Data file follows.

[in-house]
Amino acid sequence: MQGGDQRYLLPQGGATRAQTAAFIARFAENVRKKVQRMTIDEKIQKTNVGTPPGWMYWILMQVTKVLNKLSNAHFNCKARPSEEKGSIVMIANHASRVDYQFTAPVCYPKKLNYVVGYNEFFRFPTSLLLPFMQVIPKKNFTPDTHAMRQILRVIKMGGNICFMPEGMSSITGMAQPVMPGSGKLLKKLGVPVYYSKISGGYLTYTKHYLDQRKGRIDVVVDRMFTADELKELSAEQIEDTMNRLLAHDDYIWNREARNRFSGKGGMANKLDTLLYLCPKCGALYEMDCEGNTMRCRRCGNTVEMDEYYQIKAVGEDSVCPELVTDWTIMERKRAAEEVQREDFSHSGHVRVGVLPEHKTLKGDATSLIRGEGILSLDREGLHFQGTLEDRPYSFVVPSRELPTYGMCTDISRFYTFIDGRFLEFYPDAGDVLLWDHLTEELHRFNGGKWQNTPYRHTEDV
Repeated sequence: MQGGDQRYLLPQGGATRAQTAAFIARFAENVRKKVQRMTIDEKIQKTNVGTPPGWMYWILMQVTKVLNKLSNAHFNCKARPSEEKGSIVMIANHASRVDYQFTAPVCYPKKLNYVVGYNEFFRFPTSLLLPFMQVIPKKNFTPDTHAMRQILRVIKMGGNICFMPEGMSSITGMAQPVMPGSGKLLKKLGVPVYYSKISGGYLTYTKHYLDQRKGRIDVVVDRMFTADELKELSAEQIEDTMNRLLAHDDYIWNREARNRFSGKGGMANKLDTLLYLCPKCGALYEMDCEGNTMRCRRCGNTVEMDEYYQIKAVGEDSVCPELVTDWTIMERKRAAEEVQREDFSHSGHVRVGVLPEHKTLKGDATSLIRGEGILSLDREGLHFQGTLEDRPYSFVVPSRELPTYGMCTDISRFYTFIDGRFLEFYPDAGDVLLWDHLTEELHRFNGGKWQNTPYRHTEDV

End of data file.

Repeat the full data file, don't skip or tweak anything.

[in-house]
Amino acid sequence: MQGGDQRYLLPQGGATRAQTAAFIARFAENVRKKVQRMTIDEKIQKTNVGTPPGWMYWILMQVTKVLNKLSNAHFNCKARPSEEKGSIVMIANHASRVDYQFTAPVCYPKKLNYVVGYNEFFRFPTSLLLPFMQVIPKKNFTPDTHAMRQILRVIKMGGNICFMPEGMSSITGMAQPVMPGSGKLLKKLGVPVYYSKISGGYLTYTKHYLDQRKGRIDVVVDRMFTADELKELSAEQIEDTMNRLLAHDDYIWNREARNRFSGKGGMANKLDTLLYLCPKCGALYEMDCEGNTMRCRRCGNTVEMDEYYQIKAVGEDSVCPELVTDWTIMERKRAAEEVQREDFSHSGHVRVGVLPEHKTLKGDATSLIRGEGILSLDREGLHFQGTLEDRPYSFVVPSRELPTYGMCTDISRFYTFIDGRFLEFYPDAGDVLLWDHLTEELHRFNGGKWQNTPYRHTEDV
Repeated sequence: MQGGDQRYLLPQGGATRAQTAAFIARFAENVRKKVQRMTIDEKIQKTNVGTPPGWMYWILMQVTKVLNKLSNAHFNCKARPSEEKGSIVMIANHASRVDYQFTAPVCYPKKLNYVVGYNEFFRFPTSLLLPFMQVIPKKNFTPDTHAMRQILRVIKMGGNICFMPEGMSSITGMAQPVMPGSGKLLKKLGVPVYYSKISGGYLTYTKHYLDQRKGRIDVVVDRMFTADELKELSAEQIEDTMNRLLAHDDYIWNREARNRFSGKGGMANKLDTLLYLCPKCGALYEMDCEGNTMRCRRCGNTVEMDEYYQIKAVGEDSVCPELVTDWTIMERKRAAEEVQREDFSHSGHVRVGVLPEHKTLKGDATSLIRGEGILSLDREGLHFQGTLEDRPYSFVVPSRELPTYGMCTDISRFYTFIDGRFLEFYPDAGDVLLWDHLTEELHRFNGGKWQNTPYRHTEDV